Parliamentary speaker slams govt ministers for no-show

Al Ahram Online, Wednesday 21 Mar 2012

El-Katatni threatens to withdraw confidence from El-Ganzouri government after two ministers fail to show up for parliamentary questioning

Parliamentary Speaker Saad El-Katatni slammed the government of Prime Minister Kamal El-Ganzouri on Wednesday after two government ministers failed to show up for questioning by parliament.

"The parliament is elected by the people and is capable of withdrawing confidence from the government," El-Katatni declared. "The regulations that govern the council give it this authority. Parliament was elected by the people and therefore must retain the public's goodwill."

El-Katatni's statement came after the ministers of justice and petroleum failed to show up in the session, even though they had been notified earlier. Wednesday's parliamentary session was supposed to have featured a faceoff with the government over the latter's handling of several key issues.

However, the justice minister – who was expected to be questioned over the infamous "battle of the camel" which left 11 protesters dead during last year's uprising – and the petroleum minister – who was supposed be questioned over an ongoing fuel shortage – failed to attend.

The ministers' absence forced El-Katatni to adjourn the session and postpone scheduled questioning until next Wednesday.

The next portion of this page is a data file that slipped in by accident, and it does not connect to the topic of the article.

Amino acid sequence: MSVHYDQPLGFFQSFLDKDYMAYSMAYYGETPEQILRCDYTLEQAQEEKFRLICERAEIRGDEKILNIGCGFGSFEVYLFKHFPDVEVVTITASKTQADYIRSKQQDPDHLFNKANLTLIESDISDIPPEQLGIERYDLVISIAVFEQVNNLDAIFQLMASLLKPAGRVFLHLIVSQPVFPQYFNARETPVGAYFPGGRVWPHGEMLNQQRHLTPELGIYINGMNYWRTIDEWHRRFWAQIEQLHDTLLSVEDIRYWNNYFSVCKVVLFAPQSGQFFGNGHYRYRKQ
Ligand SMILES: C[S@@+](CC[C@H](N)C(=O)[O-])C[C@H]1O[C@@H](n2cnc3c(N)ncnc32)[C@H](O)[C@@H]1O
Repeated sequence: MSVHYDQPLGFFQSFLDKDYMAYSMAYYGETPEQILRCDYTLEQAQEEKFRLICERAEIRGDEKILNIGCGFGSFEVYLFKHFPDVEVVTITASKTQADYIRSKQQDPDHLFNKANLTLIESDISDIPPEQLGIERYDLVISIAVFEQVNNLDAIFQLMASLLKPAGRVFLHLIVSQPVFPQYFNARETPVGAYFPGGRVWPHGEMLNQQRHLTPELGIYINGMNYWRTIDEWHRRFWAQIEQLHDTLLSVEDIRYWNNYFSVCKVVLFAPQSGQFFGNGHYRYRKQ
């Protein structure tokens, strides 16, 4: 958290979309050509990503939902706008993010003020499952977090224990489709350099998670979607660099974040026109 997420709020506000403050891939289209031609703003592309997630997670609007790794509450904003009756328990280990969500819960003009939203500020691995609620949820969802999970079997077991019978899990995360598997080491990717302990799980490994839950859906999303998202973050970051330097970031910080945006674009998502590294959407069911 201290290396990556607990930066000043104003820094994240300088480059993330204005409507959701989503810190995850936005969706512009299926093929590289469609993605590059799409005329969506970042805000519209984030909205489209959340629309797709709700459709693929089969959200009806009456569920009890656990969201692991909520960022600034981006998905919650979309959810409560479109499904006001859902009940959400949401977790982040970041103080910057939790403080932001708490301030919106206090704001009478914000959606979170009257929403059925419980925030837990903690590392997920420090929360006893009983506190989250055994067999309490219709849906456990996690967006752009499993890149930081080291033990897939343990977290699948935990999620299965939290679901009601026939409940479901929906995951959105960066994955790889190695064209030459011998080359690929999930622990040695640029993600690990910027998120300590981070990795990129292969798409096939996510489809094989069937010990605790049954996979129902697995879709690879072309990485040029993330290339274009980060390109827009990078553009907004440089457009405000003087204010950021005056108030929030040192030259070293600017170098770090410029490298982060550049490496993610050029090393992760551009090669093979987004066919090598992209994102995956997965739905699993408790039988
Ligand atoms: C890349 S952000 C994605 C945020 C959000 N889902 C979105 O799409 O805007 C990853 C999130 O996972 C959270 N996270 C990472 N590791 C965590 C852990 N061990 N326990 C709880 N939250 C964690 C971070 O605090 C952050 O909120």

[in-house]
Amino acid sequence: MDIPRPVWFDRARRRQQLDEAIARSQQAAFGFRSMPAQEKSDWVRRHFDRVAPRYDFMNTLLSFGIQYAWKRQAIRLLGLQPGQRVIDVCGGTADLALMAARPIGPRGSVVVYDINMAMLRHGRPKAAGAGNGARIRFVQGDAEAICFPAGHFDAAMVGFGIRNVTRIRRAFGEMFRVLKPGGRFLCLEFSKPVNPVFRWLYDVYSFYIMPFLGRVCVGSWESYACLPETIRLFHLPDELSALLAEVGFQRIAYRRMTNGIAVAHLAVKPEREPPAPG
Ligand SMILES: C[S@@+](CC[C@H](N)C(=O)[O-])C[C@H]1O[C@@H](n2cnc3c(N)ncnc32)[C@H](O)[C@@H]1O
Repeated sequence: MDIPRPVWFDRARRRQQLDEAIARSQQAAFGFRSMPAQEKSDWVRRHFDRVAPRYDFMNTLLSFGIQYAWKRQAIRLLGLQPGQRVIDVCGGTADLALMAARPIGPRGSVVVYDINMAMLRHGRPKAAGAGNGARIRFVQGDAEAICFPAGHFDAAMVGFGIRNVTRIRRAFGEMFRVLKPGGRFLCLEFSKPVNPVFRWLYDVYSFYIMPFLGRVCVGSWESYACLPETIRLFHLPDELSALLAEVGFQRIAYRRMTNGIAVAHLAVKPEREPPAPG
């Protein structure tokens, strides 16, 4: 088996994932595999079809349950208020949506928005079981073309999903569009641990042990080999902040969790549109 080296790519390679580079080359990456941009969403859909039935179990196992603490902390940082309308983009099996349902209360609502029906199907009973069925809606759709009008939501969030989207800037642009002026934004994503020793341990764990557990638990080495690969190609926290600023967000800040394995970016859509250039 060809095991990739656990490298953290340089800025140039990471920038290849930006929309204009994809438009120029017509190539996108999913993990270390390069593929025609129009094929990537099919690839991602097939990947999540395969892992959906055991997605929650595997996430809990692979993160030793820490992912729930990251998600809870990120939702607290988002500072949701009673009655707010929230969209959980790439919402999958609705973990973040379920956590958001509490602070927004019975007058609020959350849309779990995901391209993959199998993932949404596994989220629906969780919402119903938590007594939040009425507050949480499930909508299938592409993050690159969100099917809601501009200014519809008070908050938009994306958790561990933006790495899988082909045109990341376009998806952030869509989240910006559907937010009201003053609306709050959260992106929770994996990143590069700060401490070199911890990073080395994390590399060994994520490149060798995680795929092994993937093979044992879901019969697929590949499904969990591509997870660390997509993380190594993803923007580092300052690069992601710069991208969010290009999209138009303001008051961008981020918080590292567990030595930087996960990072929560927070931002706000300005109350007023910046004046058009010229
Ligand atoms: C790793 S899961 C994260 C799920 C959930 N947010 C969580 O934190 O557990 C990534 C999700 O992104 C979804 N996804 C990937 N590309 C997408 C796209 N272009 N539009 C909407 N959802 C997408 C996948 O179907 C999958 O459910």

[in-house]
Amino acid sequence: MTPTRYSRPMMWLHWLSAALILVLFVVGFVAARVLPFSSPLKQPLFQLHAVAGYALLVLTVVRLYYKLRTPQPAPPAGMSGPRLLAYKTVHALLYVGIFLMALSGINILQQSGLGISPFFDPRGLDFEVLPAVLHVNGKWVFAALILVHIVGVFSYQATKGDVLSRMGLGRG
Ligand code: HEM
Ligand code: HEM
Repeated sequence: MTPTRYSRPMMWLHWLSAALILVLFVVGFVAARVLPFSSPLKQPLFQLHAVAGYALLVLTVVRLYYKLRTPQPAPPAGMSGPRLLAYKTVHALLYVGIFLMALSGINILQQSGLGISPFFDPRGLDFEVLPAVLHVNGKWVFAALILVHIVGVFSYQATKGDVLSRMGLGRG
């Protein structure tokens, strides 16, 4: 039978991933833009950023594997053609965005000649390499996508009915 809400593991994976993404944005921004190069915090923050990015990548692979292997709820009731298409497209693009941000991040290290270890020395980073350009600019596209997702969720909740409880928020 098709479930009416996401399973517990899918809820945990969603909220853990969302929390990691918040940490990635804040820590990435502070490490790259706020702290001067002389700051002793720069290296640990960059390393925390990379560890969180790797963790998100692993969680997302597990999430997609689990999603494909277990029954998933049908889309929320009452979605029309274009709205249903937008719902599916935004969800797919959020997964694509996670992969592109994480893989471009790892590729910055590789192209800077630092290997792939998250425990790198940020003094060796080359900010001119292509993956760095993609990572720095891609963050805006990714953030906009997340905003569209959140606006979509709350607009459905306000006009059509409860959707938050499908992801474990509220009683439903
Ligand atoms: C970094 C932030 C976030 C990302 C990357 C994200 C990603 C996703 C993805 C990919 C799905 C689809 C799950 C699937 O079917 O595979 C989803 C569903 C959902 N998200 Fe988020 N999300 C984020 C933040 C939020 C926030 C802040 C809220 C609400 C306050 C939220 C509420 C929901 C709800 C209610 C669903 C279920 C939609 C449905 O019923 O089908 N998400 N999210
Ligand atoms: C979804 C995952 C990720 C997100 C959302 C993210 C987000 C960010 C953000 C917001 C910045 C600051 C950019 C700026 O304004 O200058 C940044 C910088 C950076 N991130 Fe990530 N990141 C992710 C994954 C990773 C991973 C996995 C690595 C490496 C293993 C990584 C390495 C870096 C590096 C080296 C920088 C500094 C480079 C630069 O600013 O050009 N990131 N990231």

Later in the session, Minister of Parliamentary Affairs Mohamed Attia turned up to apologise for the ministers' absence, saying the two had been unable to attend because the parliamentary session had coincided with a cabinet meeting scheduled for the same day.

The ministers' absence did not sit well with many MPs, who complained that the no-shows showed a lack of respect for parliament.

Hussein Ibrahim, MP for the Muslim Brotherhood's Freedom and Justice Party, fumed that the incumbent government failed to understand that Egypt's current parliament was different Mubarak-era parliaments in which MPs were often left waiting for hours for ministers to arrive.

Essam Sultan, MP and vice-president of the Islamist Wasat Party, said that the government ministers had intentionally snubbed parliament in an effort to embarrass it.

Liberal MP Amr Hamzawy, for his part, stated that the public must understand that parliament has many urgent issues on its agenda that require immediate discussion. Hamzawy pointed out that the ministers' absence gave parliament the authority to withdraw confidence from the government.

The confrontation climaxed when Islamist MP Mohsen Rady requested that government officials be expelled from the session – a request that El-Katatni refused.                                                       

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